Dendreon’s Commercial Point Man Exits In Year One of Provenge Launch

11/18/10Follow @xconomy

[Update: 4:15 pm Pacific] One of the key people at Dendreon (NASDAQ: DNDN) who was hired to make its new prostate cancer drug a success is out of a job after less than a year.

Seattle-based Dendreon said today in a regulatory filing that Varun Nanda has left the company effective immediately. Nanda, Dendreon’s senior vice president of global commercial operations, will get severance benefits in accordance with his employment agreement, the company said. No reason was given for the departure in the regulatory filing.

Nanda’s hiring was announced in April, just a couple weeks before Dendreon won FDA approval to start selling sipuleucel-T (Provenge) a first-of-its-kind immune boosting therapy for prostate cancer. Nanda was previously the senior vice president and head of global oncology for Roche, the world’s largest maker of cancer drugs, which sells billion-dollar hits like rituximab (Rituxan), bevacizumab (Avastin), and trastuzumab (Herceptin). That’s about as high-profile as it gets in the cancer drug business, and Dendreon heralded the arrival of Nanda as a coup.

“With more than twenty years of commercial experience, Varun will help guide our team as we move closer to realizing our mission of transforming the lives of cancer patients,”  Dendreon’s chief operating officer, Hans Bishop, said in a statement on April 8. “Varun’s depth of experience launching Avastin and leading several breakthrough global oncology products will be highly relevant to our transformation from a purely R&D organization into a world-class commercial organization.”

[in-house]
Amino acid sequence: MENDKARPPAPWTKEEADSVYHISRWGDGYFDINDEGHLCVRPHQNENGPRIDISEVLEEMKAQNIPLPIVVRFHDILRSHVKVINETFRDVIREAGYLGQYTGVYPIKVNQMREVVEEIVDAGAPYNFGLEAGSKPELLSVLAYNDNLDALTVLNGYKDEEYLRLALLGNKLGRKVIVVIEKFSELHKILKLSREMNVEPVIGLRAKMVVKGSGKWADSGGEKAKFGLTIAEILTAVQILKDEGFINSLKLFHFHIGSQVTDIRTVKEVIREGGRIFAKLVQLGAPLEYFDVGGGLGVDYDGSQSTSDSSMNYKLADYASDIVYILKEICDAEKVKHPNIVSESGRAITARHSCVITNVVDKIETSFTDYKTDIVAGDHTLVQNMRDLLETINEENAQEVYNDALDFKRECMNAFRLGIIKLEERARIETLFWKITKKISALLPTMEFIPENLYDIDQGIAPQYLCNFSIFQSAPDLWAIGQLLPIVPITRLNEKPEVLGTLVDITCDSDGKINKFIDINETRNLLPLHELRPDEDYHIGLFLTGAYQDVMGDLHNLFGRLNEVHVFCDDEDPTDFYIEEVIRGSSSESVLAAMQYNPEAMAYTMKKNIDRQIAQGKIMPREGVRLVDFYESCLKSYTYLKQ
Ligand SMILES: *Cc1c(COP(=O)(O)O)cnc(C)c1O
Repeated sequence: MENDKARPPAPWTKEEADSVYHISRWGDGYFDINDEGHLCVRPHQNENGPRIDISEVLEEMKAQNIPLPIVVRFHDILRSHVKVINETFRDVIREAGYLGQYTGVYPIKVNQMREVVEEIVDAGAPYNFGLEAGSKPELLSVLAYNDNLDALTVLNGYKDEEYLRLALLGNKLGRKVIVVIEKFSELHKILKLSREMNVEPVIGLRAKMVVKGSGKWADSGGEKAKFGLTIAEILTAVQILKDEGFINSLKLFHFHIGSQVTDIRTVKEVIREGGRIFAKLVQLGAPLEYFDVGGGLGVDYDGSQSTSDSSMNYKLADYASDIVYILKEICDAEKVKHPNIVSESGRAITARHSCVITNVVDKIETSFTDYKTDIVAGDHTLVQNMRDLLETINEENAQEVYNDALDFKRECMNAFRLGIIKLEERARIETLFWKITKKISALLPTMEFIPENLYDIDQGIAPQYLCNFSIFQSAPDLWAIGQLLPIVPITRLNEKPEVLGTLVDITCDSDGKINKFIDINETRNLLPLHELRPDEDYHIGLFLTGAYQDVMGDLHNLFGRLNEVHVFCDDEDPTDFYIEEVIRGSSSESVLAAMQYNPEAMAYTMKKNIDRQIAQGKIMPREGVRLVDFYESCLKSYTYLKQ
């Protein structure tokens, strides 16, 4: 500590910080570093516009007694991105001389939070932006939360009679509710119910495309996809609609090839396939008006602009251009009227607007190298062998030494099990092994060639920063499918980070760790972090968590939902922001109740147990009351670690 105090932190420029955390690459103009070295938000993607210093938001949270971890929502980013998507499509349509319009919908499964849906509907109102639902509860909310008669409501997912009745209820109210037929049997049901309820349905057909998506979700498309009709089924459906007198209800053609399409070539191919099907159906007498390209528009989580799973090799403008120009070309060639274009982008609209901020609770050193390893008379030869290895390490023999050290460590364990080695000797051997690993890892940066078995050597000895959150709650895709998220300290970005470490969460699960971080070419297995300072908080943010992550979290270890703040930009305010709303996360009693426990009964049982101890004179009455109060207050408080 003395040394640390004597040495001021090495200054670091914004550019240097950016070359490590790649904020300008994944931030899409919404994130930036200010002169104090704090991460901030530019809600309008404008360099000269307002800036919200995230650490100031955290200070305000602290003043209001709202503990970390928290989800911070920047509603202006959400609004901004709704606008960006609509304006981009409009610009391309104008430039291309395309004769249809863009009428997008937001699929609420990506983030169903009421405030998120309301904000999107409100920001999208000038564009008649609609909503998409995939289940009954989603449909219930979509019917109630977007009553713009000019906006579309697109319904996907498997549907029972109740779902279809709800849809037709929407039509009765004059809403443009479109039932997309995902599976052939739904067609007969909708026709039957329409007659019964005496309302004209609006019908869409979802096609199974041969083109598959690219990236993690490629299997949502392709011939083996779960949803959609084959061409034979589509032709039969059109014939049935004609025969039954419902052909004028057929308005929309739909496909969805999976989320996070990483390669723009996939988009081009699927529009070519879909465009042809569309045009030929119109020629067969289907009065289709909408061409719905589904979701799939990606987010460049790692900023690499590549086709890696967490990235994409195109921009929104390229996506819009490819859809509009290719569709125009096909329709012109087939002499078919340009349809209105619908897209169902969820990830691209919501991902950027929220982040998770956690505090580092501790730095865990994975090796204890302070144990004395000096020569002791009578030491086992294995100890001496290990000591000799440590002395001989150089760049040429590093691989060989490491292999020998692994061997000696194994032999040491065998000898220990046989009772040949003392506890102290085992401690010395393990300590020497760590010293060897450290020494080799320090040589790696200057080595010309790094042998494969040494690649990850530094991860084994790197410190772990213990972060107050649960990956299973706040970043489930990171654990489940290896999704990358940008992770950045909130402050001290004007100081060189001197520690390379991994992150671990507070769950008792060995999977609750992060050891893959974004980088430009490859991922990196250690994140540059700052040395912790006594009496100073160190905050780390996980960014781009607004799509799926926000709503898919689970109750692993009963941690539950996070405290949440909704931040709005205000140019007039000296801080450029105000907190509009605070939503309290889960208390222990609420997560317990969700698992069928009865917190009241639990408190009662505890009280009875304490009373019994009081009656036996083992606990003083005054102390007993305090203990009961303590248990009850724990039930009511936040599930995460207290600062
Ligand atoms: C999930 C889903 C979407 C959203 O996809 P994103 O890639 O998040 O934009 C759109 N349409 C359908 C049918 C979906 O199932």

While the drugs from Roche are targeted antibodies that are delivered via liquids in a vial, Dendreon’s treatment requires a more complicated process in which blood is withdrawn, exposed to markers found on prostate cancer cells, and then re-infused so that the patient’s immune system knows how to better fight the malignancy. In its first year on the market, Dendreon’s manufacturing system has been unable to keep up with demand from patients. The company is operating at maximum now at about $9 to $10 million in sales per month. When more factory capacity comes online later in 2011, the company expects to be able to sell $350 million to $400 million of the treatment. Eventually, many analysts predict it will reach billion-dollar annual blockbuster status.

[Update] Dendreon spokeswoman Katherine Stueland wrote back with a short comment that didn’t say why Nanda left the company. She did say that Bishop, Dendreon’s chief operating officer, will oversee marketing and sales until it identifies a replacement for Nanda.

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  • joseph a sasenick

    Bad sign and I am concerned about Dendreon predicting what the FDA will do.